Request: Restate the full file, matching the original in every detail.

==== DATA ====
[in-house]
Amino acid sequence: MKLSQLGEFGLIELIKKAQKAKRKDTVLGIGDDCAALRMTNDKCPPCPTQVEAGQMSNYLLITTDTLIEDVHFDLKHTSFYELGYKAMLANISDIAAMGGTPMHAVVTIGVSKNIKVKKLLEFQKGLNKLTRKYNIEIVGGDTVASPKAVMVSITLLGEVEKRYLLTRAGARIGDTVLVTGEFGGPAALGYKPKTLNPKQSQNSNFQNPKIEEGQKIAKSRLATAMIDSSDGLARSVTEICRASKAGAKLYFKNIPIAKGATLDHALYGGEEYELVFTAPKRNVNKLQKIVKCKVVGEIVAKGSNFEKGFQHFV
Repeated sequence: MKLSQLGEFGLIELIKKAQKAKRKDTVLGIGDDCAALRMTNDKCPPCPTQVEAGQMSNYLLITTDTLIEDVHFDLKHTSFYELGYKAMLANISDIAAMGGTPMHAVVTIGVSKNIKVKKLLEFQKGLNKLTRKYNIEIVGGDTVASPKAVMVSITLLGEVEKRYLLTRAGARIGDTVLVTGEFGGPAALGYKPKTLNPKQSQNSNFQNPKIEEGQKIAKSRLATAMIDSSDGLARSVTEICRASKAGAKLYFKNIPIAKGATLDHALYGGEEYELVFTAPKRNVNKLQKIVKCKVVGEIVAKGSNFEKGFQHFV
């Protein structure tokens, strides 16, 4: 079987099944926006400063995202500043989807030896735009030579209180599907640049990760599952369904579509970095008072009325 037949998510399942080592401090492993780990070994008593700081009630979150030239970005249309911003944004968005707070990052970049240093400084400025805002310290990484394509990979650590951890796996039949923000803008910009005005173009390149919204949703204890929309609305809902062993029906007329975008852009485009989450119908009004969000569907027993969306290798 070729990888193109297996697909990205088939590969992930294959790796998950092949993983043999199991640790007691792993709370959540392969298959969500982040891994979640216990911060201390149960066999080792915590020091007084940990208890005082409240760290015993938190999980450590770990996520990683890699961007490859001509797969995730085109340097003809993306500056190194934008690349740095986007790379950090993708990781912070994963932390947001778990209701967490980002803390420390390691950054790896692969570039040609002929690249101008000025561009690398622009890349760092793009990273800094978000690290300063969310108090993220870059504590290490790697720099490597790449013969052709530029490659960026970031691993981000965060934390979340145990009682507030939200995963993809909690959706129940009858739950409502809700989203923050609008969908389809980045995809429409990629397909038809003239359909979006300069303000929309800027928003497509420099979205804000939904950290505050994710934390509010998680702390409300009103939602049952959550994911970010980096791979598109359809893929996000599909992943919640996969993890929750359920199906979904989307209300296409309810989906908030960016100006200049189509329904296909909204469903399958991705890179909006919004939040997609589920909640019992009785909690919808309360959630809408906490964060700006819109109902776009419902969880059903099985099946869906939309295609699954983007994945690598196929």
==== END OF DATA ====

[in-house]
Amino acid sequence: MKLSQLGEFGLIELIKKAQKAKRKDTVLGIGDDCAALRMTNDKCPPCPTQVEAGQMSNYLLITTDTLIEDVHFDLKHTSFYELGYKAMLANISDIAAMGGTPMHAVVTIGVSKNIKVKKLLEFQKGLNKLTRKYNIEIVGGDTVASPKAVMVSITLLGEVEKRYLLTRAGARIGDTVLVTGEFGGPAALGYKPKTLNPKQSQNSNFQNPKIEEGQKIAKSRLATAMIDSSDGLARSVTEICRASKAGAKLYFKNIPIAKGATLDHALYGGEEYELVFTAPKRNVNKLQKIVKCKVVGEIVAKGSNFEKGFQHFV
Repeated sequence: MKLSQLGEFGLIELIKKAQKAKRKDTVLGIGDDCAALRMTNDKCPPCPTQVEAGQMSNYLLITTDTLIEDVHFDLKHTSFYELGYKAMLANISDIAAMGGTPMHAVVTIGVSKNIKVKKLLEFQKGLNKLTRKYNIEIVGGDTVASPKAVMVSITLLGEVEKRYLLTRAGARIGDTVLVTGEFGGPAALGYKPKTLNPKQSQNSNFQNPKIEEGQKIAKSRLATAMIDSSDGLARSVTEICRASKAGAKLYFKNIPIAKGATLDHALYGGEEYELVFTAPKRNVNKLQKIVKCKVVGEIVAKGSNFEKGFQHFV
């Protein structure tokens, strides 16, 4: 079987099944926006400063995202500043989807030896735009030579209180599907640049990760599952369904579509970095008072009325 037949998510399942080592401090492993780990070994008593700081009630979150030239970005249309911003944004968005707070990052970049240093400084400025805002310290990484394509990979650590951890796996039949923000803008910009005005173009390149919204949703204890929309609305809902062993029906007329975008852009485009989450119908009004969000569907027993969306290798 070729990888193109297996697909990205088939590969992930294959790796998950092949993983043999199991640790007691792993709370959540392969298959969500982040891994979640216990911060201390149960066999080792915590020091007084940990208890005082409240760290015993938190999980450590770990996520990683890699961007490859001509797969995730085109340097003809993306500056190194934008690349740095986007790379950090993708990781912070994963932390947001778990209701967490980002803390420390390691950054790896692969570039040609002929690249101008000025561009690398622009890349760092793009990273800094978000690290300063969310108090993220870059504590290490790697720099490597790449013969052709530029490659960026970031691993981000965060934390979340145990009682507030939200995963993809909690959706129940009858739950409502809700989203923050609008969908389809980045995809429409990629397909038809003239359909979006300069303000929309800027928003497509420099979205804000939904950290505050994710934390509010998680702390409300009103939602049952959550994911970010980096791979598109359809893929996000599909992943919640996969993890929750359920199906979904989307209300296409309810989906908030960016100006200049189509329904296909909204469903399958991705890179909006919004939040997609589920909640019992009785909690919808309360959630809408906490964060700006819109109902776009419902969880059903099985099946869906939309295609699954983007994945690598196929």